Julius Ventura is a big-time Boston thug. He doesn't want to hire Spenser, but he does because his daughter is crying, and what dad--even a thug--can say no to a crying daughter? Shirley is crying because her husband, Anthony Meeker, has disappeared, and she wants him back. Anthony did some work for his father-in-law, and Spenser suspects there was a cash shortfall about the time Anthony disappeared. Soon Spenser discovers that Anthony was skimming from Julius and had an unwelcome partner, namely Marty Anaheim, a leg breaker in another branch of the organization. And just to add some spice to the mix, Anaheim's wife, Bibi, ran off with Meeker. Spenser and erstwhile pal Hawk move to and fro between Boston and Las Vegas, where they find Henry and Bibi, decide to help the pair escape the murderous Anaheim, and then get stopped cold by the murder of Shirley, Meeker's estranged wife. Toss in a power struggle among Boston's criminal elite, and you've got the most densely plotted Spenser novel in years. The unexpectedly complex machinations of the case complement the always stellar dialogue, the palpable sense of potential violence, and the bantering relationship between Spenser and longtime lover Susan Silverman. The Spenser series has had its ups and downs over more than 20 years, but this twenty-fifth entry finds the quick-witted sleuth and company to be in remarkably good health. Wonderfully entertaining reading.
A missing mafia son-in-law leads Spenser and Hawk (Thin Air) across the country and back to some alarmingly intricate, high-level double-dealing.
It's obvious that Shirley Meeker's husband Anthony is a bum, so why does her father, important thug Julius Ventura, want his brainless courier back? And why would Marty Anaheim, a capo for Gino Fish's gang, be so interested in Spenser's current commission that he'd have him tailed? Smelling an in-house ripoff by the courier, Spenser follows a hunch (lot of those this time) and takes off with mean Hawk and beauteous Susan for Las Vegas, where, sure enough, Anthony turns up, playing a progressive system he's positive will net him all the money there is. Spenser knows there's got to be more to the story, and there is: Anthony's sharing a toothbrush with Marty's wife Bibi. For reasons of his own, Spenser agrees to keep Ventura off Anthony and Bibi for a few daysjust long enough for Shirley to follow her husband to Vegas and get herself raped, beaten, and strangled. Then, in short order, Anthony disappears again, and so does Bibi, whom softhearted Spenser puts on a plane to L.A. to vanish without realizing that she wants to disappear from him too. Just when you're thinking that Spenser's coasting on his earlier reputation, the guy actually starts to do some detective work, uncovering secrets back in Boston that link the few characters who weren't already involved with each other, and tying the whole scheming lot into a struggle for control of the Boston mob. Spenser will redeem his missteps through the usual quota of strutting showdowns ("I had four. Usually that was enough, and would have to be again. After all, I had one more bullet than attackers") before the curtain comes down for good on the bad guys' necks.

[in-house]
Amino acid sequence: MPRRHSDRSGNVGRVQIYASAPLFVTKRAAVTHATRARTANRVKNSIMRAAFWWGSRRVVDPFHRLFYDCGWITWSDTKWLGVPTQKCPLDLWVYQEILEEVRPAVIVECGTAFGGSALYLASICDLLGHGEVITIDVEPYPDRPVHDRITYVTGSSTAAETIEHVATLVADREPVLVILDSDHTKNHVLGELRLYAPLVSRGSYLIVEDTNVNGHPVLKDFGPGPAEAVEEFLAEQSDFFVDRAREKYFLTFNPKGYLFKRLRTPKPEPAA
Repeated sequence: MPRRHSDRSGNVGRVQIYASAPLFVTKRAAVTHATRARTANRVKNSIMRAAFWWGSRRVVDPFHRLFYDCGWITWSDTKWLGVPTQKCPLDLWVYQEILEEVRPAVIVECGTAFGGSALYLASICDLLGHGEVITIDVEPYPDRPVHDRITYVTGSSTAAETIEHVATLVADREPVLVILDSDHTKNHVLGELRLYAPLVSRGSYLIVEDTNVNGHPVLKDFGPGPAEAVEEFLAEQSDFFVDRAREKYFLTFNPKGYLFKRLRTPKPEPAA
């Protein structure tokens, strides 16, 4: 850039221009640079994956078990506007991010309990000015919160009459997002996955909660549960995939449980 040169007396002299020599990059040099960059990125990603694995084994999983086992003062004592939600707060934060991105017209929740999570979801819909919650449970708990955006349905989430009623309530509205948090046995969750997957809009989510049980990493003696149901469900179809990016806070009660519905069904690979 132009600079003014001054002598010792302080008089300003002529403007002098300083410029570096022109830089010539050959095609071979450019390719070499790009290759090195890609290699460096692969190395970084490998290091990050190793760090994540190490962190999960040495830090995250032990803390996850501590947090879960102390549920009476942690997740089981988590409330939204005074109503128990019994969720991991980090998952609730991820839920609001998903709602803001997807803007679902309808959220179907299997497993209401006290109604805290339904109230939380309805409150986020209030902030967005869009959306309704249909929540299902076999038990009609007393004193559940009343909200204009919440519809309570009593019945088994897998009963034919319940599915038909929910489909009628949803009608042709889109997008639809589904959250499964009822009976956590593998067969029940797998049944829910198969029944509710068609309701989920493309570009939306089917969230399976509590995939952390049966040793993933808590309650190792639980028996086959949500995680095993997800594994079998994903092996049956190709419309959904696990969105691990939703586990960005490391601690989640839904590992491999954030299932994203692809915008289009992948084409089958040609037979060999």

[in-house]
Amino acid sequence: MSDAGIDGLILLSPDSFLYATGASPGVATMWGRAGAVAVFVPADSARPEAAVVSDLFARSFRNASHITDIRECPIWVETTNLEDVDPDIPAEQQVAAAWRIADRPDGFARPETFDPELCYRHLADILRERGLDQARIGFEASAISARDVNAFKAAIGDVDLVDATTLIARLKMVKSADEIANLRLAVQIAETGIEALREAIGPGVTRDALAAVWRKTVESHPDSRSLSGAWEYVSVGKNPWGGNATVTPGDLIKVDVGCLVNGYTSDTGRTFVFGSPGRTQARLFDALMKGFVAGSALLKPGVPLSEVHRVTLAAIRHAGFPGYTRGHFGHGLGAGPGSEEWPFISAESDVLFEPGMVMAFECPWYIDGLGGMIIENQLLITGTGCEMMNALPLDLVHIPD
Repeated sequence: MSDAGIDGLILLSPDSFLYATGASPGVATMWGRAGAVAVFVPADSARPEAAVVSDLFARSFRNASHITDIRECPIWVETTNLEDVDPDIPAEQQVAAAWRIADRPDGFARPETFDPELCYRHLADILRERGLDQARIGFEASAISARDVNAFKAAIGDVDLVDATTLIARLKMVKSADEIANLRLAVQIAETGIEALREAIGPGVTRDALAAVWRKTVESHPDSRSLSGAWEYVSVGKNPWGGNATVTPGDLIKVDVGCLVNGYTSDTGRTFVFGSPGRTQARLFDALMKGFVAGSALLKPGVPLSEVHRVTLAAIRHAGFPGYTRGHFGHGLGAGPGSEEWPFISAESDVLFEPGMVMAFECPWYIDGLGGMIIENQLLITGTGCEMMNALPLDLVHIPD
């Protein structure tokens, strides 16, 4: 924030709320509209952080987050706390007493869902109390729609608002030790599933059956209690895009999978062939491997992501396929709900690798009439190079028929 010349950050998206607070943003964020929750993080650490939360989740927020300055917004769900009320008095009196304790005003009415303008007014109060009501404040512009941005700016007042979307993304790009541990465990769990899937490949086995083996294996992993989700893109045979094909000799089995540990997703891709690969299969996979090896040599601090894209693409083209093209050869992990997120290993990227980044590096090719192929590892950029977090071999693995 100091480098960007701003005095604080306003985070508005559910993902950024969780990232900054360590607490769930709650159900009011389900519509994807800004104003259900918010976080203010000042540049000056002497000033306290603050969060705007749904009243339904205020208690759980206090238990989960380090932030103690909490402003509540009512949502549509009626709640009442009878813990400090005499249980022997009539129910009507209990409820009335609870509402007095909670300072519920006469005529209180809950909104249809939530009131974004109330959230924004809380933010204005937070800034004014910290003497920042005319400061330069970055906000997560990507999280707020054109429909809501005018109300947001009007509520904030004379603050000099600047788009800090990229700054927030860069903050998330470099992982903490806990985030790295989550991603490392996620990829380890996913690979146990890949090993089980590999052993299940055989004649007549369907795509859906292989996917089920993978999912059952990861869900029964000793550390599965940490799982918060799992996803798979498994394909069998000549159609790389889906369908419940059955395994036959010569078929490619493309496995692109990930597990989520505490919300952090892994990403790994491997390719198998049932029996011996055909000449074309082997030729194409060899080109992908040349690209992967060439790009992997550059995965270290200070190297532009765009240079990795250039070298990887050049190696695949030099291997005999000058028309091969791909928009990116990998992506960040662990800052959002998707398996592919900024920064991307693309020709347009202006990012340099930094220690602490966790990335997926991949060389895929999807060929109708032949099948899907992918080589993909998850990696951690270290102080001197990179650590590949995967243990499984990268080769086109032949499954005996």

A '90s update of The Big Sleep with some of its celebrated model's structural problems: deeply satisfying page by page, but more than a little disjointed in retrospect.